Crisis Management & Playing with Strategy:
Using LEGO® SERIOUS PLAY® Methods
We are now in the middle of a crisis.
If you are leading, you might not know what to do next. You might feel like you are stepping backward, sideways, or going in circles. You may even feel as though you are frozen in time.
Right now, leaders may feel the landscape is too uncertain and therefore completely unpredictable; they may as well try anything and trust their gut. On the other hand, they may think it is so predictable they can take a simple path forward using past successful actions.
Each perspective here is highly dangerous.
It is time to think diagonally!
Many reasonable leaders are recognizing the uncertainty of the situation facing us all, not only for their businesses, but their communities, regions, countries, and the entire globe.
What leaders choose to do next is critical.
Most leaders do not have a road map to follow. They must now create one. The development of this road map is crucial to your short-term success and long-term sustainability.
What makes for a good strategy in highly uncertain environments?
"Plans are useless, but planning is indispensable.—U.S. President Dwight D. Eisenhower"
Eisenhower was right. A successful strategy must be based on running and testing scenarios. This is strategic thinking.
We have been successfully using LEGO SERIOUS PLAY methods for
Crisis Management, Risk Management, Problem Solving, and Strategy since 2006.
To successfully move forward, we need to continue to use facts and analytical rigor from traditional planning processes. We must identify a range of potential outcomes. We cannot just test what we think is going to happen. We must also create scenarios for highly unlikely events. The insights that emerge will be extremely powerful, allowing us to create contingency planning. They also shine the light on things we can do right now to prepare, no matter what happens next.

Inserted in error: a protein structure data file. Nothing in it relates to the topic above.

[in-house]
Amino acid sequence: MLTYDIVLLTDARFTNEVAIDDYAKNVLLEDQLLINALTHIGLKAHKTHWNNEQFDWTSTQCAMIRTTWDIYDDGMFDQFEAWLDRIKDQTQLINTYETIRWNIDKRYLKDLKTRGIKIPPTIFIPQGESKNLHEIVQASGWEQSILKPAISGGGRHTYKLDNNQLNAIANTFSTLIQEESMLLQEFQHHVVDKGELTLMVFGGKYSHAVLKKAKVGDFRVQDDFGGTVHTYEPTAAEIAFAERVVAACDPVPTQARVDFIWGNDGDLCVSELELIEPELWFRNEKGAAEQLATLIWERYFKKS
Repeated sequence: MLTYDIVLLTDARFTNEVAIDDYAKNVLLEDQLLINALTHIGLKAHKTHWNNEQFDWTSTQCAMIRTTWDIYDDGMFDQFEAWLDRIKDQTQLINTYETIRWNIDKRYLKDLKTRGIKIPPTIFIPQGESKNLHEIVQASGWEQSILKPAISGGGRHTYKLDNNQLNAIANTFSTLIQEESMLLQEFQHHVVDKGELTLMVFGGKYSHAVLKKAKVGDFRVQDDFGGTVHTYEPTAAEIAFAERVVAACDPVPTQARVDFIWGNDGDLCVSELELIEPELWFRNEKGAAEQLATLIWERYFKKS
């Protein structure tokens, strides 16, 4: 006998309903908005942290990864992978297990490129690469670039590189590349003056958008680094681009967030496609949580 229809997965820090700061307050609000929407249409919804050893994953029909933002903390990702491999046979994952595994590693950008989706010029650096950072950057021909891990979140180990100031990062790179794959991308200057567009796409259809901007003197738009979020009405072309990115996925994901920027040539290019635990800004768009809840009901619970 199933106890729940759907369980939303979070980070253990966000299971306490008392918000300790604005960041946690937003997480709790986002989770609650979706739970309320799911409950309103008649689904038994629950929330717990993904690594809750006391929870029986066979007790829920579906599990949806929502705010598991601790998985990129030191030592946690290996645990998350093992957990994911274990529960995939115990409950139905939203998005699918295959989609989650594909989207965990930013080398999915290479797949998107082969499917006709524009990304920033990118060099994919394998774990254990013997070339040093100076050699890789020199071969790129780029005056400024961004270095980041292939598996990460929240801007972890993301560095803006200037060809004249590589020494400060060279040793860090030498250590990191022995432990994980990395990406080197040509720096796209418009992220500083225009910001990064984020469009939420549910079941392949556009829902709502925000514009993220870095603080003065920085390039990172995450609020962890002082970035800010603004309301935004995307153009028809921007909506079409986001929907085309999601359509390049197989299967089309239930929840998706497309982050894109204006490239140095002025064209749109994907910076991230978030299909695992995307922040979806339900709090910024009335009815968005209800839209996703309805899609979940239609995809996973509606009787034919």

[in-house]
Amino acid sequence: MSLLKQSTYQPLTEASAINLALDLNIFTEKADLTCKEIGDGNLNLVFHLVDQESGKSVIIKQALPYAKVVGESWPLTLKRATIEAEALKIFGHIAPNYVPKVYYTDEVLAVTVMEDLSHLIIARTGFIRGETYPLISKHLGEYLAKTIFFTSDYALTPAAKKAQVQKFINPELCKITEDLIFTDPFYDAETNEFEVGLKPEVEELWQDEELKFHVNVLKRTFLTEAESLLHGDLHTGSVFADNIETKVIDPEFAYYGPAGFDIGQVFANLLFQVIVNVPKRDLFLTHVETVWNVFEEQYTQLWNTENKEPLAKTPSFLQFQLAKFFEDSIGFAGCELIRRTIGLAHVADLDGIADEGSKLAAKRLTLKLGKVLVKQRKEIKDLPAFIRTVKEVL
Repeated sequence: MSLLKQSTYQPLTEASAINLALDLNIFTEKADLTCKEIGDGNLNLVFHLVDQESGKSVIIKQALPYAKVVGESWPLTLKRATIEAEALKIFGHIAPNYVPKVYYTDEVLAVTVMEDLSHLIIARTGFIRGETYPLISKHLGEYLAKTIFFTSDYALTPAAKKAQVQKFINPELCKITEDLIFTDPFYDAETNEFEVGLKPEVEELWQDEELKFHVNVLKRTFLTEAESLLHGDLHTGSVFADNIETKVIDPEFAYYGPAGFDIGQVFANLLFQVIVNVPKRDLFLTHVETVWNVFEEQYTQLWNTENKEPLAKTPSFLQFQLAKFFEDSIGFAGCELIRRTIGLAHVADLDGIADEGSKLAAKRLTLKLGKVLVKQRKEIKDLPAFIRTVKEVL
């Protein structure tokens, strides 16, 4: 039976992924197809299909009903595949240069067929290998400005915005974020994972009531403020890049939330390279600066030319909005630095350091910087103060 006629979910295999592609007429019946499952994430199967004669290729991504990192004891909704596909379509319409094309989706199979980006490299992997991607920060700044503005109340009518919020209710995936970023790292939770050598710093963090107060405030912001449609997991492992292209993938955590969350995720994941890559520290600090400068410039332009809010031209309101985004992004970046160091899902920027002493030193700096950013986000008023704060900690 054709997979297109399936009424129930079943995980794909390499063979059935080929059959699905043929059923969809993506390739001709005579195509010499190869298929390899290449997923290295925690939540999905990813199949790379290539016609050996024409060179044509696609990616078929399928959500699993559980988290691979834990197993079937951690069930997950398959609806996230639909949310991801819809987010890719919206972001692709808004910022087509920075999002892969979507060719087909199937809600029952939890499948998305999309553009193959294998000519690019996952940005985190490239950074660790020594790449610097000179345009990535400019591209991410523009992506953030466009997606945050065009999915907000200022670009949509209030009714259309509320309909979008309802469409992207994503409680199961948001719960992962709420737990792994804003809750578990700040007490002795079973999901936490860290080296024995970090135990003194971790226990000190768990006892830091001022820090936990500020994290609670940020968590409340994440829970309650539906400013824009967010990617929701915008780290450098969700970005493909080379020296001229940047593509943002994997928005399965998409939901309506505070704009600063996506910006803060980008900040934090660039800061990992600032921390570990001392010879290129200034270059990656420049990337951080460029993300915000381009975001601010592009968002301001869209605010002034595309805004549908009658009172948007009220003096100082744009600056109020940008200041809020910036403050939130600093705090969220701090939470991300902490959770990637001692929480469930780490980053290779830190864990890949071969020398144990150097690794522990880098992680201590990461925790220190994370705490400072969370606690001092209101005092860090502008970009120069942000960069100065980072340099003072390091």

After we have developed and tested various scenarios, we can evaluate our options and improve them in the playroom, which is a low-risk environment. We must use systems thinking approach, knowing all actions create counteractions and unintentional consequences.
Given how quickly things are changing, we can focus on strategic thinking by running and testing a number of small experiments that can be prototyped, tested, improved, and prototyped again in the real world. And no one experiment or strategic initiative should be so big that we cannot stop and move in a different direction once we gather more information. This is diagonal thinking.
When we live our strategy, we act with intention and everyone understands why we do what we do. This process is not about predicting the future. It is about developing possible stories about the future. It is about becoming aware of and understanding our business environment and landscape, and ensuring we consider all the facts and options.
We are not just focusing on the present or the past; we are not forecasting. We are benefiting from the collective tacit knowledge and the breadth and depth of insights from participants and stakeholders.
And we think in 3D which is the most brain-friendly way to think and communicate.